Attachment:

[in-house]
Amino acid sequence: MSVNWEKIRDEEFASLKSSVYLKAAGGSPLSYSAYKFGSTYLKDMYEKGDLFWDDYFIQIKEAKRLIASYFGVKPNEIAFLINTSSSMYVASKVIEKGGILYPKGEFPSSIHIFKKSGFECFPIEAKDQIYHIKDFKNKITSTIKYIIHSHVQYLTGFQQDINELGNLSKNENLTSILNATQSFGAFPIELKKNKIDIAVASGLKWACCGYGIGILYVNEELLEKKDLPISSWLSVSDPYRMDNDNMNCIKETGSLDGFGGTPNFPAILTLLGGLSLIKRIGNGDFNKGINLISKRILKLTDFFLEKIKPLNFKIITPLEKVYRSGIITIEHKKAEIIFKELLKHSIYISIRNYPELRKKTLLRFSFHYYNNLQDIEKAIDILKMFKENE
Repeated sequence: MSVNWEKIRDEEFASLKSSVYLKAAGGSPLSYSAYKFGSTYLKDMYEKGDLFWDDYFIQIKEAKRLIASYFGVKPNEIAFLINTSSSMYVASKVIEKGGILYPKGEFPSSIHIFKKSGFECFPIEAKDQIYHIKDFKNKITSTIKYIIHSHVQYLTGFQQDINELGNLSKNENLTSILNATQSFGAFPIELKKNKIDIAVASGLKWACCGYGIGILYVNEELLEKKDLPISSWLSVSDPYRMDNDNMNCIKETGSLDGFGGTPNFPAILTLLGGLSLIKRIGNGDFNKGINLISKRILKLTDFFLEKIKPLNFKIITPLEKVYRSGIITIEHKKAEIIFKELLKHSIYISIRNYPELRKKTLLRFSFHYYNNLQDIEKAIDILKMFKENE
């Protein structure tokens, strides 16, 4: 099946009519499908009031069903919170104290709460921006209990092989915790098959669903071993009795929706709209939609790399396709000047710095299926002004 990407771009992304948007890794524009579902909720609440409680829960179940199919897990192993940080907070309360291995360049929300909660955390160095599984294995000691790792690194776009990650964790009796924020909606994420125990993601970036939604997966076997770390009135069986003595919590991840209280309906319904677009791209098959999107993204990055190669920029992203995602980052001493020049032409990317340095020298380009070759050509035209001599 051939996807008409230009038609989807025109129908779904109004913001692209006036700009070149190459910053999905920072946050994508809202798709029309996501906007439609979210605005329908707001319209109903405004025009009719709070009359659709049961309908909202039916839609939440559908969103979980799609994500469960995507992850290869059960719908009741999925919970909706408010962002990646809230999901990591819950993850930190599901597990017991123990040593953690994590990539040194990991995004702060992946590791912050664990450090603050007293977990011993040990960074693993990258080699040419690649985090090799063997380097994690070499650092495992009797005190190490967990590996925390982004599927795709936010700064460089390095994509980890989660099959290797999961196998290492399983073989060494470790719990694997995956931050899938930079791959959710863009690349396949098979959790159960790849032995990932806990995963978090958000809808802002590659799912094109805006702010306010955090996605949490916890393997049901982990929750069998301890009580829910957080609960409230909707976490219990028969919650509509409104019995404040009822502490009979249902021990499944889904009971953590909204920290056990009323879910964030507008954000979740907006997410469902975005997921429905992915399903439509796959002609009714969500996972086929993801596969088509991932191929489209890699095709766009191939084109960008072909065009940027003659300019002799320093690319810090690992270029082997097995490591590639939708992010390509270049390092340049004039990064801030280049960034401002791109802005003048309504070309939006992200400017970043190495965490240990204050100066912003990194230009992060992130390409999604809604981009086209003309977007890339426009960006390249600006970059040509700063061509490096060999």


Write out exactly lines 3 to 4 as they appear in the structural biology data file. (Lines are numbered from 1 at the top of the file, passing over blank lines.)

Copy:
Repeated sequence: MSVNWEKIRDEEFASLKSSVYLKAAGGSPLSYSAYKFGSTYLKDMYEKGDLFWDDYFIQIKEAKRLIASYFGVKPNEIAFLINTSSSMYVASKVIEKGGILYPKGEFPSSIHIFKKSGFECFPIEAKDQIYHIKDFKNKITSTIKYIIHSHVQYLTGFQQDINELGNLSKNENLTSILNATQSFGAFPIELKKNKIDIAVASGLKWACCGYGIGILYVNEELLEKKDLPISSWLSVSDPYRMDNDNMNCIKETGSLDGFGGTPNFPAILTLLGGLSLIKRIGNGDFNKGINLISKRILKLTDFFLEKIKPLNFKIITPLEKVYRSGIITIEHKKAEIIFKELLKHSIYISIRNYPELRKKTLLRFSFHYYNNLQDIEKAIDILKMFKENE
């Protein structure tokens, strides 16, 4: 099946009519499908009031069903919170104290709460921006209990092989915790098959669903071993009795929706709209939609790399396709000047710095299926002004 990407771009992304948007890794524009579902909720609440409680829960179940199919897990192993940080907070309360291995360049929300909660955390160095599984294995000691790792690194776009990650964790009796924020909606994420125990993601970036939604997966076997770390009135069986003595919590991840209280309906319904677009791209098959999107993204990055190669920029992203995602980052001493020049032409990317340095020298380009070759050509035209001599 051939996807008409230009038609989807025109129908779904109004913001692209006036700009070149190459910053999905920072946050994508809202798709029309996501906007439609979210605005329908707001319209109903405004025009009719709070009359659709049961309908909202039916839609939440559908969103979980799609994500469960995507992850290869059960719908009741999925919970909706408010962002990646809230999901990591819950993850930190599901597990017991123990040593953690994590990539040194990991995004702060992946590791912050664990450090603050007293977990011993040990960074693993990258080699040419690649985090090799063997380097994690070499650092495992009797005190190490967990590996925390982004599927795709936010700064460089390095994509980890989660099959290797999961196998290492399983073989060494470790719990694997995956931050899938930079791959959710863009690349396949098979959790159960790849032995990932806990995963978090958000809808802002590659799912094109805006702010306010955090996605949490916890393997049901982990929750069998301890009580829910957080609960409230909707976490219990028969919650509509409104019995404040009822502490009979249902021990499944889904009971953590909204920290056990009323879910964030507008954000979740907006997410469902975005997921429905992915399903439509796959002609009714969500996972086929993801596969088509991932191929489209890699095709766009191939084109960008072909065009940027003659300019002799320093690319810090690992270029082997097995490591590639939708992010390509270049390092340049004039990064801030280049960034401002791109802005003048309504070309939006992200400017970043190495965490240990204050100066912003990194230009992060992130390409999604809604981009086209003309977007890339426009960006390249600006970059040509700063061509490096060999």